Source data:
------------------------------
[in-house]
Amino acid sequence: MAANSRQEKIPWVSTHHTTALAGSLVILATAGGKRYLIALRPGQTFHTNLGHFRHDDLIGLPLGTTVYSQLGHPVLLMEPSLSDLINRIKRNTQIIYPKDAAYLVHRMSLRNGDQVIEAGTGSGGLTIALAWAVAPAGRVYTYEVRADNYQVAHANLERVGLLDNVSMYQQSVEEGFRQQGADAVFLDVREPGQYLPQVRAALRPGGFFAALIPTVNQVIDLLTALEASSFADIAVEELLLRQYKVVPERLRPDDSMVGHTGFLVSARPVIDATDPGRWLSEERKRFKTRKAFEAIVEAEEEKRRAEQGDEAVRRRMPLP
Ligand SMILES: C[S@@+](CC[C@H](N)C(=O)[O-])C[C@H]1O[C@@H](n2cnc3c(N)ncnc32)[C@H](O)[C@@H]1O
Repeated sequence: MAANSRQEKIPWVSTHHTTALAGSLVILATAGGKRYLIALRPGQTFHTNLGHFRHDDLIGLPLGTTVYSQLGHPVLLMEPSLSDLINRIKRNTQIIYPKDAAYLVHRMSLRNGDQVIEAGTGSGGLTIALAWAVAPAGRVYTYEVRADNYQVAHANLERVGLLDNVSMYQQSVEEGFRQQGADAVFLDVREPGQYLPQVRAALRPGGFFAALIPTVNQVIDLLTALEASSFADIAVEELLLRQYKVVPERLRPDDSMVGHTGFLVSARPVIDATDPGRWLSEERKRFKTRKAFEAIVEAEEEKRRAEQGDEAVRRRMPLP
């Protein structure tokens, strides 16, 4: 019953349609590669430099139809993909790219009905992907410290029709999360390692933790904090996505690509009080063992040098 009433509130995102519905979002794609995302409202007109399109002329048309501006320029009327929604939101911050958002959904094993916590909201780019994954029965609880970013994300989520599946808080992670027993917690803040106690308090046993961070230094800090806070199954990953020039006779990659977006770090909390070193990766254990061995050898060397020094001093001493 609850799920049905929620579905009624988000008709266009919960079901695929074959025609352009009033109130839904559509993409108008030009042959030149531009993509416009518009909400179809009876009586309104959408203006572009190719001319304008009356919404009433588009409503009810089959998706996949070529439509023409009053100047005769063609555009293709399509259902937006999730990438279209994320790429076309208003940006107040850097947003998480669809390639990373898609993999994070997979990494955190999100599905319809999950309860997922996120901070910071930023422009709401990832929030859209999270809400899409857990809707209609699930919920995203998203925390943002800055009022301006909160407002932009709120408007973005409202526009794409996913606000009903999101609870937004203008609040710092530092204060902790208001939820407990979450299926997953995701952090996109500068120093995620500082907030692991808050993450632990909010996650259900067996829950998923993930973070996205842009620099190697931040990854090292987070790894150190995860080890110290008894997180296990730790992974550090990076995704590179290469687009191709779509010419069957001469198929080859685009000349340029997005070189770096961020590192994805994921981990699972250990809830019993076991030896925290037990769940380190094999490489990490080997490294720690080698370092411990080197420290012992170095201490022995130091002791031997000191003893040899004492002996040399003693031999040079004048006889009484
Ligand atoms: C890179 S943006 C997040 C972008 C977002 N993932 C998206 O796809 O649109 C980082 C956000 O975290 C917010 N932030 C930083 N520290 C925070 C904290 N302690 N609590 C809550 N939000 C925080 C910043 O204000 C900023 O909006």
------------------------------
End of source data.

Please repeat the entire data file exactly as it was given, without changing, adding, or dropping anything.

[in-house]
Amino acid sequence: MAANSRQEKIPWVSTHHTTALAGSLVILATAGGKRYLIALRPGQTFHTNLGHFRHDDLIGLPLGTTVYSQLGHPVLLMEPSLSDLINRIKRNTQIIYPKDAAYLVHRMSLRNGDQVIEAGTGSGGLTIALAWAVAPAGRVYTYEVRADNYQVAHANLERVGLLDNVSMYQQSVEEGFRQQGADAVFLDVREPGQYLPQVRAALRPGGFFAALIPTVNQVIDLLTALEASSFADIAVEELLLRQYKVVPERLRPDDSMVGHTGFLVSARPVIDATDPGRWLSEERKRFKTRKAFEAIVEAEEEKRRAEQGDEAVRRRMPLP
Ligand SMILES: C[S@@+](CC[C@H](N)C(=O)[O-])C[C@H]1O[C@@H](n2cnc3c(N)ncnc32)[C@H](O)[C@@H]1O
Repeated sequence: MAANSRQEKIPWVSTHHTTALAGSLVILATAGGKRYLIALRPGQTFHTNLGHFRHDDLIGLPLGTTVYSQLGHPVLLMEPSLSDLINRIKRNTQIIYPKDAAYLVHRMSLRNGDQVIEAGTGSGGLTIALAWAVAPAGRVYTYEVRADNYQVAHANLERVGLLDNVSMYQQSVEEGFRQQGADAVFLDVREPGQYLPQVRAALRPGGFFAALIPTVNQVIDLLTALEASSFADIAVEELLLRQYKVVPERLRPDDSMVGHTGFLVSARPVIDATDPGRWLSEERKRFKTRKAFEAIVEAEEEKRRAEQGDEAVRRRMPLP
């Protein structure tokens, strides 16, 4: 019953349609590669430099139809993909790219009905992907410290029709999360390692933790904090996505690509009080063992040098 009433509130995102519905979002794609995302409202007109399109002329048309501006320029009327929604939101911050958002959904094993916590909201780019994954029965609880970013994300989520599946808080992670027993917690803040106690308090046993961070230094800090806070199954990953020039006779990659977006770090909390070193990766254990061995050898060397020094001093001493 609850799920049905929620579905009624988000008709266009919960079901695929074959025609352009009033109130839904559509993409108008030009042959030149531009993509416009518009909400179809009876009586309104959408203006572009190719001319304008009356919404009433588009409503009810089959998706996949070529439509023409009053100047005769063609555009293709399509259902937006999730990438279209994320790429076309208003940006107040850097947003998480669809390639990373898609993999994070997979990494955190999100599905319809999950309860997922996120901070910071930023422009709401990832929030859209999270809400899409857990809707209609699930919920995203998203925390943002800055009022301006909160407002932009709120408007973005409202526009794409996913606000009903999101609870937004203008609040710092530092204060902790208001939820407990979450299926997953995701952090996109500068120093995620500082907030692991808050993450632990909010996650259900067996829950998923993930973070996205842009620099190697931040990854090292987070790894150190995860080890110290008894997180296990730790992974550090990076995704590179290469687009191709779509010419069957001469198929080859685009000349340029997005070189770096961020590192994805994921981990699972250990809830019993076991030896925290037990769940380190094999490489990490080997490294720690080698370092411990080197420290012992170095201490022995130091002791031997000191003893040899004492002996040399003693031999040079004048006889009484
Ligand atoms: C890179 S943006 C997040 C972008 C977002 N993932 C998206 O796809 O649109 C980082 C956000 O975290 C917010 N932030 C930083 N520290 C925070 C904290 N302690 N609590 C809550 N939000 C925080 C910043 O204000 C900023 O909006």